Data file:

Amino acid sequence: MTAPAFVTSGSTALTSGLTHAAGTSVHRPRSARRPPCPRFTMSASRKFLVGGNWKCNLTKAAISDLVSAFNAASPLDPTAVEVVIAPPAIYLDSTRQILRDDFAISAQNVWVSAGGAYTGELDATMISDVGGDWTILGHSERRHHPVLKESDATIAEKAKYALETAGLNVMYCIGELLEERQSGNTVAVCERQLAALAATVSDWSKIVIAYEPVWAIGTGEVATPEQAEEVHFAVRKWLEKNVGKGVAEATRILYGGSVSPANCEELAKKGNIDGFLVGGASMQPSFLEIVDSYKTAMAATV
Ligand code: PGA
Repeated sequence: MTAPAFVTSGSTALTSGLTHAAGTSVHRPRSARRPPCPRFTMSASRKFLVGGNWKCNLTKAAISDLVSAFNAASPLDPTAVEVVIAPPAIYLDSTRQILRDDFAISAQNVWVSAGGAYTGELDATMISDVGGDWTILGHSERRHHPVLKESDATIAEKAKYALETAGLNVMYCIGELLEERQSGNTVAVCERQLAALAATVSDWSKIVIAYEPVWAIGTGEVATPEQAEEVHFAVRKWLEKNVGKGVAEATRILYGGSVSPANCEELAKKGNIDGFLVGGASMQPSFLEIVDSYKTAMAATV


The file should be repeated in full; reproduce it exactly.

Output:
Amino acid sequence: MTAPAFVTSGSTALTSGLTHAAGTSVHRPRSARRPPCPRFTMSASRKFLVGGNWKCNLTKAAISDLVSAFNAASPLDPTAVEVVIAPPAIYLDSTRQILRDDFAISAQNVWVSAGGAYTGELDATMISDVGGDWTILGHSERRHHPVLKESDATIAEKAKYALETAGLNVMYCIGELLEERQSGNTVAVCERQLAALAATVSDWSKIVIAYEPVWAIGTGEVATPEQAEEVHFAVRKWLEKNVGKGVAEATRILYGGSVSPANCEELAKKGNIDGFLVGGASMQPSFLEIVDSYKTAMAATV
Ligand code: PGA
Repeated sequence: MTAPAFVTSGSTALTSGLTHAAGTSVHRPRSARRPPCPRFTMSASRKFLVGGNWKCNLTKAAISDLVSAFNAASPLDPTAVEVVIAPPAIYLDSTRQILRDDFAISAQNVWVSAGGAYTGELDATMISDVGGDWTILGHSERRHHPVLKESDATIAEKAKYALETAGLNVMYCIGELLEERQSGNTVAVCERQLAALAATVSDWSKIVIAYEPVWAIGTGEVATPEQAEEVHFAVRKWLEKNVGKGVAEATRILYGGSVSPANCEELAKKGNIDGFLVGGASMQPSFLEIVDSYKTAMAATV